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Toto, this certainly isn’t Kansas anymore?!

Posted By Guest Author On November 20, 2008 @ 11:00 am In BP Cafe,Commodities,Markets | Comments Disabled

Jeff Saut has been disciple of the markets for more than 30 years. He is well known for his insightful and colorful stock market commentary when appearing on various shows on PBS, CNBC, Bloomberg, Fox, NPR, as well as local radio and TV networks. He is often quoted in publications such as The Wall Street Journal, New York Times, Barron’s, Washington Post, Business Week, U.S. News and World Report, Fortune, and SmartMoney, as well as on Web sites such as thestreet.com and msnbc.com.

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“Toto, this certainly isn’t Kansas anymore?!” [1]
… Dorothy from the “Wizard of Oz”
November 17, 2008

The holiday season officially began at the Saut household last weekend, for as I sat down in front of the TV to catch up on some overdue reading, the movie “The Wizard of Oz” appeared. Followers of our work know that three movies really put us in the holiday mood. “The Wizard of Oz” is always first, as well as prior to Thanksgiving. Following Turkey Day comes Frank Capra’s 1946 Christmas classic “It’s a Wonderful Life,” whose theme of a collapsing bank threatening to leave its president George Bailey destitute should resonate with participants as well today as it did in 1946. Finally, usually a few weeks before Christmas, comes George Seaton’s 1947 movie “Miracle on 34th Street.” This morning, however, we focus on “The Wizard of Oz.”

While most people know “The Wizard of Oz” as one of the most popular films ever made, what is little known is that the book was based on an economic and political commentary surrounding the debate over “sound money” that occurred in the late 1800s. Indeed, L. Frank Baum’s book was penned in 1900 following unrest in the agriculture arena due to the debate between gold, silver, and the dollar standard. The book, therefore, is supposedly an allegory of these historical events, making the events easier to understand. In said book, Dorothy represents traditional American values. The Scarecrow portrays the American farmer, while the Tin Man represents the workers, and the Cowardly Lion depicts William Jennings Bryan. Recall that at the time Mr. Bryan was the official standard bearer for the “silver movement,” as well as the unsuccessful Democratic presidential candidate of 1896 who gave the “Crucified on the Cross of Gold” speech at that year’s Democratic National Convention. Interestingly, in the original story Dorothy’s slippers were made of silver, not ruby, implying that silver was the Populists’ solution to the nation’s econ omic woes. Meanwhile, the Yellow Brick Road was the gold standard, and Toto (Dorothy’s faithful dog) represented the Prohibitionists, who were an important part of the silverite coalition. The Wicked Witch of the West symbolizes President William McKinley; and the Wizard is Mark Hanna, who was the chairman of the Republican Party and made promises that he could not keep. Obviously, “Oz” is the abbreviation for “ounce.”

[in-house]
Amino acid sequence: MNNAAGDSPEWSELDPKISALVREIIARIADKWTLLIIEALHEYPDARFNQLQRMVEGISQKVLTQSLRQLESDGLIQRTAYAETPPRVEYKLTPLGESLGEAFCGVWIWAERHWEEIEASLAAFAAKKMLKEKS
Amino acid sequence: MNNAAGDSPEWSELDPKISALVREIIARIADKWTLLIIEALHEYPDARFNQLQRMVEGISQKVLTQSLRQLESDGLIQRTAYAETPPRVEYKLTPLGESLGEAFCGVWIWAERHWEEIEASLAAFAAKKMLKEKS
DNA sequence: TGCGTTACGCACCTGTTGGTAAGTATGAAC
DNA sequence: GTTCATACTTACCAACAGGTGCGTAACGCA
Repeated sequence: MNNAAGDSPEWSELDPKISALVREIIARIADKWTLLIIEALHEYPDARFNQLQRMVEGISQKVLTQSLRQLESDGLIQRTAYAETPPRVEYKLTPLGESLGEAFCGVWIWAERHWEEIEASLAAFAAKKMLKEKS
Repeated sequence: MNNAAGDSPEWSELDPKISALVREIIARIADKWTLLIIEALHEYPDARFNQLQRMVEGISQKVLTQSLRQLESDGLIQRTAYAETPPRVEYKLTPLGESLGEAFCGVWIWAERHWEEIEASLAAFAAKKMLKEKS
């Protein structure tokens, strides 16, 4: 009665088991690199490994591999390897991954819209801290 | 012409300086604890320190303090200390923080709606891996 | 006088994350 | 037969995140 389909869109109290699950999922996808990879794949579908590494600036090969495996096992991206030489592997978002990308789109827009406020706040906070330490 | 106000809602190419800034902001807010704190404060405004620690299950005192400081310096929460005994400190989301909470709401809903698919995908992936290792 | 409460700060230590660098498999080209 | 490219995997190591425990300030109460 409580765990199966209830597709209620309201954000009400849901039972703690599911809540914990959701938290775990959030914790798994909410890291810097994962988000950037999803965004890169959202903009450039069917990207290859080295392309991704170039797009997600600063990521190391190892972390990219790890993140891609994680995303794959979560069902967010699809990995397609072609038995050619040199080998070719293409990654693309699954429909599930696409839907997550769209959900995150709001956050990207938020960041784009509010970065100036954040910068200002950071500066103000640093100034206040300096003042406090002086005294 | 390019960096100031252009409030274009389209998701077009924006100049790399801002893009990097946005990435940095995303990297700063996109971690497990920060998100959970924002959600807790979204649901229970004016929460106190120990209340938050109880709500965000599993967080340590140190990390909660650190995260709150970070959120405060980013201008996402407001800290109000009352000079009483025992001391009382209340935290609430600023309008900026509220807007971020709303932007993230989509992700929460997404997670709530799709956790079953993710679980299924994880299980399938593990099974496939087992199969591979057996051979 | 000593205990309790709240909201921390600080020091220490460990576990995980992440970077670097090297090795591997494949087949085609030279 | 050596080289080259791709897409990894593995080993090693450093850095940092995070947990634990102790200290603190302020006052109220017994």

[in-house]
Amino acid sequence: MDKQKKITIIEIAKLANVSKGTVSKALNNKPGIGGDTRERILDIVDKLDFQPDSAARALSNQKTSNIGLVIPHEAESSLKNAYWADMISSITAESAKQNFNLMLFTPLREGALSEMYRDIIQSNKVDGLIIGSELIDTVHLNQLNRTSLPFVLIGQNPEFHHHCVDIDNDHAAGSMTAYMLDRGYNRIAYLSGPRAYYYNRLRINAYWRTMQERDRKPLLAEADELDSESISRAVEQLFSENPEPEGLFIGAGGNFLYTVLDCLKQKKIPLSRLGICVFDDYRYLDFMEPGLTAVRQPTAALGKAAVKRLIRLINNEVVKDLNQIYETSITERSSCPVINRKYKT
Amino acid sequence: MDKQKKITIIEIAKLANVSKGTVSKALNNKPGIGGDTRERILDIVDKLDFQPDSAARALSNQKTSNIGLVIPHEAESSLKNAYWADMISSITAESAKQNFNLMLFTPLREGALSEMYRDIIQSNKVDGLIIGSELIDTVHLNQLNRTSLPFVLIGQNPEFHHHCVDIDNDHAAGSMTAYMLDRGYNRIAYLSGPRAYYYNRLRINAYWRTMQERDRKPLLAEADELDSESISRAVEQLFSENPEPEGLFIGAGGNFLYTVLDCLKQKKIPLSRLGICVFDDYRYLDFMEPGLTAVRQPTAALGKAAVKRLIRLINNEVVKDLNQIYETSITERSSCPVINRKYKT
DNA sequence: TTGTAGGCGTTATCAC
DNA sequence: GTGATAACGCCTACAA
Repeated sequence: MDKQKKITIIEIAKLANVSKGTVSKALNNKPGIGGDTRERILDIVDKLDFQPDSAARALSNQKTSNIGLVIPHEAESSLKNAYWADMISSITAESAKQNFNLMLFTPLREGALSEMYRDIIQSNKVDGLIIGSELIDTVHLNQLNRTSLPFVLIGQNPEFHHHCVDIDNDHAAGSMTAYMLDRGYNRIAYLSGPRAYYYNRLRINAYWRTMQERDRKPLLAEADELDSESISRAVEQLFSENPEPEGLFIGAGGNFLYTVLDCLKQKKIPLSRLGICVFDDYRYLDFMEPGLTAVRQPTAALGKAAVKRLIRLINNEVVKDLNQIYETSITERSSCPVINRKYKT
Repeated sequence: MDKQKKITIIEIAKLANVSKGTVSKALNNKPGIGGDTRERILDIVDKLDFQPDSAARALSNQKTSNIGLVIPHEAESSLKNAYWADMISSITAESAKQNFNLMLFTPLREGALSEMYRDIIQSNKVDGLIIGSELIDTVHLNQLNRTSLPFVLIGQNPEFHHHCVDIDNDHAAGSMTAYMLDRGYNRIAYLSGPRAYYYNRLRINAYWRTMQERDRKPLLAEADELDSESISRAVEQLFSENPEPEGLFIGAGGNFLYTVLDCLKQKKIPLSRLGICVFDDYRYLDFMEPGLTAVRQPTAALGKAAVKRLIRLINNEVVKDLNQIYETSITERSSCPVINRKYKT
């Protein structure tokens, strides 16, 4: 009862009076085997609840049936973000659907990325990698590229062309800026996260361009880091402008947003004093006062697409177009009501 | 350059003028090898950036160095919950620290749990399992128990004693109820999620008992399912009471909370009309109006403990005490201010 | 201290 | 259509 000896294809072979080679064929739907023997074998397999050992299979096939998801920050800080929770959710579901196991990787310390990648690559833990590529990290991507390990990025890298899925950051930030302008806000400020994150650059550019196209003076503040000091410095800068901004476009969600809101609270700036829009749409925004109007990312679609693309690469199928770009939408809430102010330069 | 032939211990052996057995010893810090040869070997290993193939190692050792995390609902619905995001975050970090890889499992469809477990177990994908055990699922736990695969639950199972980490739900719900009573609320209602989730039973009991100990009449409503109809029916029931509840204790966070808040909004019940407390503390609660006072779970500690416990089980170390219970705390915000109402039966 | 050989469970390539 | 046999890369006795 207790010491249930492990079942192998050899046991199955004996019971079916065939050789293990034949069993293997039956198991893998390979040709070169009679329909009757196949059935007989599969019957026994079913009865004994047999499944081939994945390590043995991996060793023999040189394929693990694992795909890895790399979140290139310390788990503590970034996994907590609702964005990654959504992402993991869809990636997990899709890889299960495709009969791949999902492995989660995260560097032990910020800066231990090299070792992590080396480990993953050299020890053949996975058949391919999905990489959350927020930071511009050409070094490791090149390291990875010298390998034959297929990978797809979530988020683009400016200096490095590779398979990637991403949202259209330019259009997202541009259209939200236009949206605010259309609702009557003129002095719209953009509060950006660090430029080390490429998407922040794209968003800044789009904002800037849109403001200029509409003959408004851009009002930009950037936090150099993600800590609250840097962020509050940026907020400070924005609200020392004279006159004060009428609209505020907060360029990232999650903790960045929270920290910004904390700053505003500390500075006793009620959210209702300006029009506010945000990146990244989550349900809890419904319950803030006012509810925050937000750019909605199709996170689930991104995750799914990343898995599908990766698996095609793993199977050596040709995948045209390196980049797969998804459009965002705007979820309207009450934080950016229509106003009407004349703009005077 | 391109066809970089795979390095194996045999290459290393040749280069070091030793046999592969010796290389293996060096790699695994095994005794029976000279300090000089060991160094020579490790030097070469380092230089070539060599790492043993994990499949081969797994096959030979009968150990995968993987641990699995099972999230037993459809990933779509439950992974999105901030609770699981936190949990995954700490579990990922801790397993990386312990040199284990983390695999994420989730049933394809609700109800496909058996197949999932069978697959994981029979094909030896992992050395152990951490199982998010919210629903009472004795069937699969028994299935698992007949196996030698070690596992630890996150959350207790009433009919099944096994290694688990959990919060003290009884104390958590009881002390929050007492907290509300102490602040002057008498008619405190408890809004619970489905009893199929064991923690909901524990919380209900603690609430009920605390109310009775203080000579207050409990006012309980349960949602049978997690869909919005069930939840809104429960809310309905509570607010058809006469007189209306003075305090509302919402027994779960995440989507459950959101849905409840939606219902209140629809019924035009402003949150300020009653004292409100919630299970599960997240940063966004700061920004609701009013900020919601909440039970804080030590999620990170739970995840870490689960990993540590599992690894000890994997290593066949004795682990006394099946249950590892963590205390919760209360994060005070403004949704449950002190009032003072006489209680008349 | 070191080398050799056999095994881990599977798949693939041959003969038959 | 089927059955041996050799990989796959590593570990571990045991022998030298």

Plainly, the turmoil following the “1873 Coinage Act,” the “Sherman Silver Purchase Act of 1890,” and the subsequent panic, and depression, of 1893 left the phrase “time for a change” swirling across the country as citizens struggled to correct the numerous wrong-footed plans/schemes that were so hastily conceived by the country’s then elected “nimnods.” If that sounds familiar, it should, because as repeatedly noted in these missives following the Bear Stearns bailout a similar series of hastily conceived reactive, rather than thoughtfully conceived proactive, “plans” have been enacted only to subsequently find that they should have been constructed better. That happened again last week as Treasury Secretary Hank Paulson abandoned the Treasury’s plan/scheme to buy toxic assets under the original TARP legislation in lieu of “capital injections.” Ladies and gentlemen, this is a stunning reversal by “stammerin’ Hank,” who made “toxic asset” purchases the centerpiece of the $700 billion Troubled Asset Relief Program (TARP). His switch-and-bait tactics caused “howls” from Congress about how ANYONE can be rational when the “powers that be” change the rules of the game at whim?!